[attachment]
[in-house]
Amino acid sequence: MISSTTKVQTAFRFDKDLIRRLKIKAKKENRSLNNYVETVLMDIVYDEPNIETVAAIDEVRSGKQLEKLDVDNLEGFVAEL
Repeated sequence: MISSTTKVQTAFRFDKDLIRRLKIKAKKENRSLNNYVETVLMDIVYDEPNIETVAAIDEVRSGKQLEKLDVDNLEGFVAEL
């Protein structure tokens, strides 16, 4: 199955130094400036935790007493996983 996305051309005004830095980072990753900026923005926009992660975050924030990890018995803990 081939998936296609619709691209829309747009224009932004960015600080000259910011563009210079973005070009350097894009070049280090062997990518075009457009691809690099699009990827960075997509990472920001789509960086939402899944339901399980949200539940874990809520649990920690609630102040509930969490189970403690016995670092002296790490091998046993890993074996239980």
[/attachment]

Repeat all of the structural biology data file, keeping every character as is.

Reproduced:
[in-house]
Amino acid sequence: MISSTTKVQTAFRFDKDLIRRLKIKAKKENRSLNNYVETVLMDIVYDEPNIETVAAIDEVRSGKQLEKLDVDNLEGFVAEL
Repeated sequence: MISSTTKVQTAFRFDKDLIRRLKIKAKKENRSLNNYVETVLMDIVYDEPNIETVAAIDEVRSGKQLEKLDVDNLEGFVAEL
């Protein structure tokens, strides 16, 4: 199955130094400036935790007493996983 996305051309005004830095980072990753900026923005926009992660975050924030990890018995803990 081939998936296609619709691209829309747009224009932004960015600080000259910011563009210079973005070009350097894009070049280090062997990518075009457009691809690099699009990827960075997509990472920001789509960086939402899944339901399980949200539940874990809520649990920690609630102040509930969490189970403690016995670092002296790490091998046993890993074996239980």